By Megan Bozman

This week Strategy Analytics released a study, IoT 2016 Deployment Trends and Usage, based on a survey of 350 global businesses in 23 vertical markets. While I applaud the firm’s efforts to write a catchy headline to announce the study, “IoT Weakens Security With Uncertain Cost Savings,” certainly doesn’t bode well for the IoT industry. Fortunately, both concerns can be remedied with effort. As with any new business process or technology, care must be taken in implementation. It’s not IoT that is inherently insecure or excessively expensive. It’s the execution of an IoT project. IoT is as useful, secure, and powerful as technology is.

Analytics: A Driver of IoT Adoption, and a Challenge

The study found that the top reason for businesses to implement IoT technology is the potential benefits resulting from data analytics. However, 44% of respondents currently perform some level of data analytics, but admit they could do a better job.

“While Data Analytics emerged as the top reason for an IoT deployment, a significant percentage of companies struggle with how to analyze that data to benefit their business,” noted Andrew Brown, Strategy Analytics Executive Director of Enterprise and IoT Research. “The data deluge is problematic; over 50 percent report that they have too much data to be able to analyze it efficiently,” Brown added.

IoT Data Collection and Analysis Challenges
Source: Strategy Analytics (PRNewsFoto/Strategy Analytics)

The top IoT services deployed by users are office security/video surveillance; smart building controls; financial analytics, and healthcare analytics/diagnostics.

If a Tree Falls…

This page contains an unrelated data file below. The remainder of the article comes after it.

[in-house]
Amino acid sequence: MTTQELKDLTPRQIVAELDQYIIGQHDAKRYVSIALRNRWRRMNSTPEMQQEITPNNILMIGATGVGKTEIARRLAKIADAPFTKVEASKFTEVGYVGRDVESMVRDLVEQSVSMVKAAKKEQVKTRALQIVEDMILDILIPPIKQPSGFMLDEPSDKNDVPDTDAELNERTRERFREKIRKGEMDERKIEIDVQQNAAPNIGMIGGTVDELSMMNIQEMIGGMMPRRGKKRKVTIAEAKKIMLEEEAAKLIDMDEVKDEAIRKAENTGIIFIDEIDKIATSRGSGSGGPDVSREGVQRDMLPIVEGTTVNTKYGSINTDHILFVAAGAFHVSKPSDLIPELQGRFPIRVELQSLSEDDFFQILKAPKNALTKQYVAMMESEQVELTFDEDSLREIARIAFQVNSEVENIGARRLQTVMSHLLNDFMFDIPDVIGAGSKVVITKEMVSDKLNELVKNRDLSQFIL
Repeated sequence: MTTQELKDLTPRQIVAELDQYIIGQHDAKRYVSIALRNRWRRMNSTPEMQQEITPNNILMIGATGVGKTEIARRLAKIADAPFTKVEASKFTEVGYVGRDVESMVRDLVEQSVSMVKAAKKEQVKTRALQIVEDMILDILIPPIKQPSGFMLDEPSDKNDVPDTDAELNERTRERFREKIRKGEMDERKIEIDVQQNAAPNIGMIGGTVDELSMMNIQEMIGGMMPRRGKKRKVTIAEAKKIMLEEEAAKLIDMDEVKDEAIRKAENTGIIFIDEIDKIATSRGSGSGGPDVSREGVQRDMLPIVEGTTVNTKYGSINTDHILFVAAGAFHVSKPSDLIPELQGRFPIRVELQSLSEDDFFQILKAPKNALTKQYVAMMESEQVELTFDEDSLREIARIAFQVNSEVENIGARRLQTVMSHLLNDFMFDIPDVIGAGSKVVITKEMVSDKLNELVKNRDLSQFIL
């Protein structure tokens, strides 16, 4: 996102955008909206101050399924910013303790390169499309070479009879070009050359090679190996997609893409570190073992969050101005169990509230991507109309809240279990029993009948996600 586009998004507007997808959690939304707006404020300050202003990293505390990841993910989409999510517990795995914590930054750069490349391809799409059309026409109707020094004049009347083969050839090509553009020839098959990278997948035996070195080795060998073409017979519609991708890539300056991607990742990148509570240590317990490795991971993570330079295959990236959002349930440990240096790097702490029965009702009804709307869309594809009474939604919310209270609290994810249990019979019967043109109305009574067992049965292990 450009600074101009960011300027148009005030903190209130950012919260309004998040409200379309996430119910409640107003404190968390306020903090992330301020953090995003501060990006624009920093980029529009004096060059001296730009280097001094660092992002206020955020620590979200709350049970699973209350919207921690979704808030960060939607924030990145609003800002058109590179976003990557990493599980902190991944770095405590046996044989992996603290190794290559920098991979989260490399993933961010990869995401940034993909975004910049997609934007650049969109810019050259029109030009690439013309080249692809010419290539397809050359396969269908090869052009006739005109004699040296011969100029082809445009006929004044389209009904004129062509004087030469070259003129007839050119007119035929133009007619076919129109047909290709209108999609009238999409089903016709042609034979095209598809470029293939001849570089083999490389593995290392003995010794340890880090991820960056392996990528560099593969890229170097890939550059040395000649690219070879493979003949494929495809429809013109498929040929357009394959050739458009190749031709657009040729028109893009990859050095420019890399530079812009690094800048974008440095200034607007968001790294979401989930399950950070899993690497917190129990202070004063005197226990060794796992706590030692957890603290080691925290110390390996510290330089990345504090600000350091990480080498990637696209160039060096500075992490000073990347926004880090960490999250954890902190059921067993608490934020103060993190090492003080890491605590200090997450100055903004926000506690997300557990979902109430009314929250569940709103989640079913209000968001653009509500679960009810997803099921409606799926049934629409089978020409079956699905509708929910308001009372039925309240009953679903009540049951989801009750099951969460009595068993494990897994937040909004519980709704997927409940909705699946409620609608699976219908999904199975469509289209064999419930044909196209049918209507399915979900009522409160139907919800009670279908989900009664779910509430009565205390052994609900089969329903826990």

If a tree falls in the forest and nobody is there to hear it, does it make a sound? Of course it does.

Muir Woods, California. Photo by Kevin Bozman
Muir Woods, California. Photo by Kevin Bozman

And if an IoT sensor collects data and no one looks at it, does it bring value? Of course not. The fact that analyzing data generated from the IoT can be difficult isn’t a reason to abandon IoT deployments, but merely cause for focusing on this aspect of your implementation, and planning carefully before moving forward. As pointed out by author DH Kass in Channelnomics, this also presents numerous opportunities for channel partners to assist businesses.

The Need for Analytics, but Not Professional Analysts?

I recently had drinks with colleagues in the Business Intelligence (BI) industry. In considering the next major developments in BI, one colleague mentioned the removal of humans. If analytics reveal a need for change, further systems can simply move forward with implementing that change. No humans required.

For example, if an analytics engine detects an inventory level has dropped below an established threshold, rather than triggering an alert, it could simply complete the reordering task. Furthermore, the “established threshold” could be set by the system itself, rather than a human, based on analysis of past inventory and order levels. One can see how eliminating the human involvement in such cases can be much more efficient.

Such a development would be in keeping with much technology evolution. Machines are replacing humans in many aspects, even driving. I recognize the overwhelming potential of driverless cars to save millions of lives, and I embrace the technology.

But it’s interesting to think of the impact of removing humans being from decision making. As my colleague noted, this would also eliminate the need for visually appealing dashboards consisting of lovely charts and graphs featuring animation and appealing color schemes.

Business intelligence dashboard
Logi Analytics sample dashboard. http://www.logianalytics.com/resources/visual-gallery/

The Full Potential of IoT

Much like the path to autonomous cars can be clarified as having distinct, progressing levels, I expect the consumption of business intelligence by machines to progress slowly through stages. However, unlike the driver in an automobile, I don’t expect humans to be eliminated.

Fortunately, it is also not necessary to eliminate or even reduce human involvement in analysis in order to make better use of big data generated by IoT. But interconnected systems and a strategic approach to analytics are vital. And this is certainly achievable in the present day.

Just step closer into the forest and you’ll hear that tree fall… and be able to craft something beautiful from that wood.

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